The Basics of Carbon Fiber Manufacturing

Carbon fiber is a particularly interesting material. When you refer to carbon fiber, you are usually referring to carbon fiber composite, which is a combination of about 50% carbon fibers, and 50% plastic (usually epoxy). This means it is essentially just reinforced plastic. Many people know about fiberglass, but not many people now about carbon fiber. They are very similar except for the fact that fiberglass is made from teensy tiny glass fibers and carbon fiber is made from even teensy tinier carbon fibers.

Carbon fiber is somewhat more expensive by weight than fiberglass, but it is also much stronger. Since you can use less for the same strength, the cost is very similar between carbon fiber and fiberglass. Both carbon fiber and fiberglass work by attaching to tons of molecules of plastic and holding it together very strongly. Plastic by itself can crack and snap and break, but with carbon fibers weaved through it, its strength is greatly increased. This is in part due to the immense strength of the fibers on their own, but it is also because there is such an enormous surface area for the fibers and the plastic to hold onto each other.

So now that we understand the 2 basic parts of carbon fiber, plastic and carbon fibers, we can look at how you manufacture parts with it. The most important concept for this is compression. Anything you make with CF must be compressed so that the plastic is evenly distributed throughout the fabric, there are no air bubbles where cracks can form under stress, and the ratio of carbon fibers to plastic is just right. Compression also makes things an even size and density. The most important part of this is the ratio of fibers to plastic. An ideal part should be just over 50% fibers. Any extra plastic adds to the weight of the part, but contributes almost nothing to the strength of the part.

There are many different ways to compress a part. Different methods are used for different parts. The simplest method and shape would be a flat sheet of carbon fiber. You would simply layer a few sheets of carbon fiber fabric, add in the plastic resin, then clamp it between two flat pieces of something else (aluminum, smooth wood, plastic, etc).

Unfortunately as soon as the shape gets more complicated than a flat sheet, the molding process gets much more complicated. Most methods rely on atmospheric pressure to press on the model through a plastic bag. Here are some methods that employ atmospheric pressure:

  • Vacuum Infusion – This process gives the best part quality and can be used with most different part shapes being molded. You lay your dry carbon fiber onto a master mold, put a bag around the part and mold, then you apply a vacuum using a vacuum pump at one end of the part and you attach a container of plastic resin at the other end. The vacuum pump pulls out all the air in the carbon fiber fabric and the resin gets sucked in, replacing all the air. This results in a perfect part without any voids and with a perfect ratio of fabric to resin. The problem is that this process is very labor intensive and prone to failure because if there is a leak in the bag, the infusion is ruined. The bags get thrown away, so it is expensive. This method would be good for large one-off parts that need to be perfect regardless of cost. Here’s a video that helps you visualize what’s going on:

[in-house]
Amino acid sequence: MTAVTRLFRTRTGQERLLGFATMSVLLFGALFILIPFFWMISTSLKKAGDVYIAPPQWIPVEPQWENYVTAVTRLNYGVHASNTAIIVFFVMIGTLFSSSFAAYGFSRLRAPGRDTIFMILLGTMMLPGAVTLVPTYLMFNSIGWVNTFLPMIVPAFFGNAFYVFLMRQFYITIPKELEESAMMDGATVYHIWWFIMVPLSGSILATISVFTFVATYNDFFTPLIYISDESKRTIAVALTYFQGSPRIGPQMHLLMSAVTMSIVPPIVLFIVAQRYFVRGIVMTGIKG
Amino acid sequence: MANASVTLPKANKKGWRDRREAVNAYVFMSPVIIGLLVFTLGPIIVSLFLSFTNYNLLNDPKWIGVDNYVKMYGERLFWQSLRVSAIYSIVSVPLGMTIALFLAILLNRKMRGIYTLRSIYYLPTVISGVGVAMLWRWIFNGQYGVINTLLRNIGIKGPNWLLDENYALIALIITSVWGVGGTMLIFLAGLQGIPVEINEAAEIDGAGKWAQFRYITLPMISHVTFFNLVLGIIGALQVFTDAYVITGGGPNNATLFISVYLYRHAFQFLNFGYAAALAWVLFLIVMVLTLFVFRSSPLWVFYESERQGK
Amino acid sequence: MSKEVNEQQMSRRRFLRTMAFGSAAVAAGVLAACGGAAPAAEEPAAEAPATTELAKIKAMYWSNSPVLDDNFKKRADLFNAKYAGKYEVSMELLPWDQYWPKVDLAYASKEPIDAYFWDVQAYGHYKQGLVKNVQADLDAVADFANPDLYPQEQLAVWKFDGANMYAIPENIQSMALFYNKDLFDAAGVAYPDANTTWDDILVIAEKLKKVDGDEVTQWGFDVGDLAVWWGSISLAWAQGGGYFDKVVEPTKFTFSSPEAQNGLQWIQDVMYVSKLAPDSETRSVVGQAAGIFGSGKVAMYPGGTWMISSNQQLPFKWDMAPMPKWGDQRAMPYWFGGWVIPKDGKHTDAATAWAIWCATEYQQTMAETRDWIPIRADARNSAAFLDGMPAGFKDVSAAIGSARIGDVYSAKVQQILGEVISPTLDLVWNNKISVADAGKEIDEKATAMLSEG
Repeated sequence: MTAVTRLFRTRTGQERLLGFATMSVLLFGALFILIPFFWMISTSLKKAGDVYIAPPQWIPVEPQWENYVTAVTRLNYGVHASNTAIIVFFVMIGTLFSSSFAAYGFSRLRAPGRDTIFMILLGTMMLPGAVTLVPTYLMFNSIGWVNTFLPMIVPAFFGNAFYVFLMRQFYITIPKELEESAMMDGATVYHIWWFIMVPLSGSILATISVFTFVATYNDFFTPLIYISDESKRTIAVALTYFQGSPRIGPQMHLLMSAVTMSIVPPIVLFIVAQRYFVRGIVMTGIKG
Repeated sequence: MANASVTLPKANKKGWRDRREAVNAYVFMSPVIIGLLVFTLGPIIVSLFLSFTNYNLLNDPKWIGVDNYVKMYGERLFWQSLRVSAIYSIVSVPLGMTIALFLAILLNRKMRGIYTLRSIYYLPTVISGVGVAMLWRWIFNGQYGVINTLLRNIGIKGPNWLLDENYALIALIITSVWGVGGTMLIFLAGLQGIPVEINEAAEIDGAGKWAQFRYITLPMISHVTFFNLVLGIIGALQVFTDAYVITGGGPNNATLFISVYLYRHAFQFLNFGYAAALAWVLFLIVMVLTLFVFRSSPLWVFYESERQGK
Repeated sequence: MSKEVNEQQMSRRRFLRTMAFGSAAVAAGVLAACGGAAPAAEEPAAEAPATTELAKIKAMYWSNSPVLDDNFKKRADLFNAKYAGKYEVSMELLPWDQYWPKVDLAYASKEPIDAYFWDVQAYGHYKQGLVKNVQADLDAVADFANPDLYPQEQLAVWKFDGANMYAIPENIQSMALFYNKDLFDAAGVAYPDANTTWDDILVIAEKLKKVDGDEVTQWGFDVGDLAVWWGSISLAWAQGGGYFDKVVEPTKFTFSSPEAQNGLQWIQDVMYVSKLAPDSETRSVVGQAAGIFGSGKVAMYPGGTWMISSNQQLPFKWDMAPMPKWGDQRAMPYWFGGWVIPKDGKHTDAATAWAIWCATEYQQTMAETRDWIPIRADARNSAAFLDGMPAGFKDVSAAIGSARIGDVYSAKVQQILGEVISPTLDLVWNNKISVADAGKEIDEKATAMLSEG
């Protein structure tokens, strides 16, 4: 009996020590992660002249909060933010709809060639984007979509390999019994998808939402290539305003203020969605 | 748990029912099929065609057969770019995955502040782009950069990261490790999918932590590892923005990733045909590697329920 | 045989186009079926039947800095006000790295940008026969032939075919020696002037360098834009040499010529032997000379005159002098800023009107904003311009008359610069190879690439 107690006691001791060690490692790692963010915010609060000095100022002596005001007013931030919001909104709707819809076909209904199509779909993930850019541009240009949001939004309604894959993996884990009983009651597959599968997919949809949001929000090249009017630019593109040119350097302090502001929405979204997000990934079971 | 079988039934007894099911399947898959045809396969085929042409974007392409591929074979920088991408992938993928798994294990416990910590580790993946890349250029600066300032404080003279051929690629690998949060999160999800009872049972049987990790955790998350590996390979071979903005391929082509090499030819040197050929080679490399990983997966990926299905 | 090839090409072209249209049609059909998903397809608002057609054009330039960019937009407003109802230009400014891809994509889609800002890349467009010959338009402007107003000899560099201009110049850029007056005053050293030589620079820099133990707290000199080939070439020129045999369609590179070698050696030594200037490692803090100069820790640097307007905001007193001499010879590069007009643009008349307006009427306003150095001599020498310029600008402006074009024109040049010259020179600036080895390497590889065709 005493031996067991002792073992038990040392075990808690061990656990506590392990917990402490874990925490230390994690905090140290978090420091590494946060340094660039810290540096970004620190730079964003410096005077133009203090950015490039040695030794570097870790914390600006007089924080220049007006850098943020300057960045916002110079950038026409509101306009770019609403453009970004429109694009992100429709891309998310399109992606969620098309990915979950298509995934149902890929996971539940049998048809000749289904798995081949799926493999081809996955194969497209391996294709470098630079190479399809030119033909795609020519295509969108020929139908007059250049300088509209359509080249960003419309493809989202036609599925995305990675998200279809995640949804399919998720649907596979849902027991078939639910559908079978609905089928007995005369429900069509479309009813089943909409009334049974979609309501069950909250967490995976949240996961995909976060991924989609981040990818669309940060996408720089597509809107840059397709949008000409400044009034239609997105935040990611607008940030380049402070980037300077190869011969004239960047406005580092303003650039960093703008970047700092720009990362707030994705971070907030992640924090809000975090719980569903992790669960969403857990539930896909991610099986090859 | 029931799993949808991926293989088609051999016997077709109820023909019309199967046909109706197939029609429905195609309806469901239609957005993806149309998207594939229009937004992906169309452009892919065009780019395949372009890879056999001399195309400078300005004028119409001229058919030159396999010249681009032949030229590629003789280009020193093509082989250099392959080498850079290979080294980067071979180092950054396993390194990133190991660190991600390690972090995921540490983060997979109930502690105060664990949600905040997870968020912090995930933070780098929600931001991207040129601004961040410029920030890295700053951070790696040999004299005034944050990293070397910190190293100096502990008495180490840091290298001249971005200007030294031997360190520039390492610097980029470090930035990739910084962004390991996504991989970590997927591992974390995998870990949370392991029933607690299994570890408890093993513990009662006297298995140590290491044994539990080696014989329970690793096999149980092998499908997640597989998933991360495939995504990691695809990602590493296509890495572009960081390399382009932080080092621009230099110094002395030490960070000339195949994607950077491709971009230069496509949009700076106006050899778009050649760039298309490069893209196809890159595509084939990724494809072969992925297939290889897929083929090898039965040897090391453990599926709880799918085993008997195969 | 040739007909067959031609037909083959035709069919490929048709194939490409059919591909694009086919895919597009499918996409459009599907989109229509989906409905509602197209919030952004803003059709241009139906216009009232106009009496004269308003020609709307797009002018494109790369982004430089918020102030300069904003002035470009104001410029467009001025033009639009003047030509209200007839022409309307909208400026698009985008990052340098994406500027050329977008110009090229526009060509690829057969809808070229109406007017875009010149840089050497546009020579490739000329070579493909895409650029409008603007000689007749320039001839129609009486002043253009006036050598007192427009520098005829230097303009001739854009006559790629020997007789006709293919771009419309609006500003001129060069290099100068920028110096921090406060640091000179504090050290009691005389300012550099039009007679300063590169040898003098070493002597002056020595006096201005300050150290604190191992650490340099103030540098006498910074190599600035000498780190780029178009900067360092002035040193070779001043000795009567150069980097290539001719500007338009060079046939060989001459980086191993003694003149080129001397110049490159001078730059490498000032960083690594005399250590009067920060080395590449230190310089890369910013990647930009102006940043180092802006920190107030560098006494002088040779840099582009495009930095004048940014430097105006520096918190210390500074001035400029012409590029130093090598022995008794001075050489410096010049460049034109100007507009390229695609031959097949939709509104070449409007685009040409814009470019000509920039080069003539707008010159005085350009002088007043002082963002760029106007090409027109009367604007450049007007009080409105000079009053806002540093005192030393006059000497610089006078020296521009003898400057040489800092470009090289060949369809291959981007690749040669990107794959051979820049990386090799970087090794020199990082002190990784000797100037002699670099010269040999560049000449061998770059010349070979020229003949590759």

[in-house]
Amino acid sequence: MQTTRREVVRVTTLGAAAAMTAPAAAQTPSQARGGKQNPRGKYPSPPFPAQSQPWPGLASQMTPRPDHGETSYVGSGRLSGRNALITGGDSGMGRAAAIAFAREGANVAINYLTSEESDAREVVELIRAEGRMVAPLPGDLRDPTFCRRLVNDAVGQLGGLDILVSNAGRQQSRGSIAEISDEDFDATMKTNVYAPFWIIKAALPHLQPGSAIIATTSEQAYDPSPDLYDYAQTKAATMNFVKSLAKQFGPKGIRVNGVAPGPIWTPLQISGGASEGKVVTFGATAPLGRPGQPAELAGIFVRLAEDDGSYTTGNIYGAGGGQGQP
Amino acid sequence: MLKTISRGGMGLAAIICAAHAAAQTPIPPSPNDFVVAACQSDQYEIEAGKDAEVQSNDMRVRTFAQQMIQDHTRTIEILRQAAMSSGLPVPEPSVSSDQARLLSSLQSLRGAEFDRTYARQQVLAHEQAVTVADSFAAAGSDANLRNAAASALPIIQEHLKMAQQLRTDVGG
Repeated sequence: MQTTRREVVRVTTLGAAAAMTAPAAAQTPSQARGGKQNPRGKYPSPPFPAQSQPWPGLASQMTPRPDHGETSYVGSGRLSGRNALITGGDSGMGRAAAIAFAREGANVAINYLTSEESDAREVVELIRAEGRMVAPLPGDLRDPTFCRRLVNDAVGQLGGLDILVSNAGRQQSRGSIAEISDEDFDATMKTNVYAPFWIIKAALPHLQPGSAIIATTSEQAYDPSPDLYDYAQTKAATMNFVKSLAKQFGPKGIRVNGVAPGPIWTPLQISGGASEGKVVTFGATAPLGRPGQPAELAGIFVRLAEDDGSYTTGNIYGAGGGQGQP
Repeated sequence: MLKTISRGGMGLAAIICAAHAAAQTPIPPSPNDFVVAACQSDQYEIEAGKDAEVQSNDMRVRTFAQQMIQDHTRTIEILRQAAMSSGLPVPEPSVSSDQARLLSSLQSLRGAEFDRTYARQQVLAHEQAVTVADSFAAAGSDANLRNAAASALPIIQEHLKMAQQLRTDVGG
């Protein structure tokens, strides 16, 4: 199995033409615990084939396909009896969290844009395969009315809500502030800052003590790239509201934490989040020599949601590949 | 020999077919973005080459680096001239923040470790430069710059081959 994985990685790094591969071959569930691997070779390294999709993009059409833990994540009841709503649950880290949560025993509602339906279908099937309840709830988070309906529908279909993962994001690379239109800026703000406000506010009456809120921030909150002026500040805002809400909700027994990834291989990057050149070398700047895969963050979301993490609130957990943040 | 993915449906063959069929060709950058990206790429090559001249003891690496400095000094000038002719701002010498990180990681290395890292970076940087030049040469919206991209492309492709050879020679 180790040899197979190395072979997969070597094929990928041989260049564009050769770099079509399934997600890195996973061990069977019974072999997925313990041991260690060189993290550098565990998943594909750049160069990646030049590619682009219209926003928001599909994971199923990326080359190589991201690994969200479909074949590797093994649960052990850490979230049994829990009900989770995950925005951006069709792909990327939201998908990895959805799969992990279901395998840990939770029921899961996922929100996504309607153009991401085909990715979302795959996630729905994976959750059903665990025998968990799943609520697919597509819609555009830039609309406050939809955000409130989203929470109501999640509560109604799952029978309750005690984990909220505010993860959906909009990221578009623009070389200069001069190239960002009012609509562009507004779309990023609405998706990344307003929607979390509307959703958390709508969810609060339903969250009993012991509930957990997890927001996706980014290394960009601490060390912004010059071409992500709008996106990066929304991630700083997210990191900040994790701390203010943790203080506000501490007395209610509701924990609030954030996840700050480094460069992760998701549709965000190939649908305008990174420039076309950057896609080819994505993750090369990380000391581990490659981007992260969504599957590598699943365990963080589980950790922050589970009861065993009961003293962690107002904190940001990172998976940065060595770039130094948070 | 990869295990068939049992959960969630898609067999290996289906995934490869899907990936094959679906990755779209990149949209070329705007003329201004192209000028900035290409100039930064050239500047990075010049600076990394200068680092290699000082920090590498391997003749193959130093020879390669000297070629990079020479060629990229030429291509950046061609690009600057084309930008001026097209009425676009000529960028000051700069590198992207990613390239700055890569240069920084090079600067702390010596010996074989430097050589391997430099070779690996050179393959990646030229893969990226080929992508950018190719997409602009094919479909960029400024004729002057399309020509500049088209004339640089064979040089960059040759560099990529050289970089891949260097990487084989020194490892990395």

• Vacuum molding – This is somewhat similar to vacuum infusion. Instead of putting the fabric onto the mold dry, you add in the resin by hand and put the wet fabric onto the mold. Then you put the whole thing in a bag and apply a vacuum. In both this and vacuum infusion, you need a layer of peel ply between the bag and the part to keep it from sticking, but in vacuum molding you also need a layer of what’s called breather fabric which is meant to soak up any extra resin and prevent the resin from going into the vacuum pump. All of these extra materials add to the final cost of the part because they can’t be re-used. The parts aren’t quite as perfect as those made with vacuum infusion, but they are generally free from voids and well compressed. This process is also less prone to failure because if there are leaks in the bag, the part isn’t usually ruined.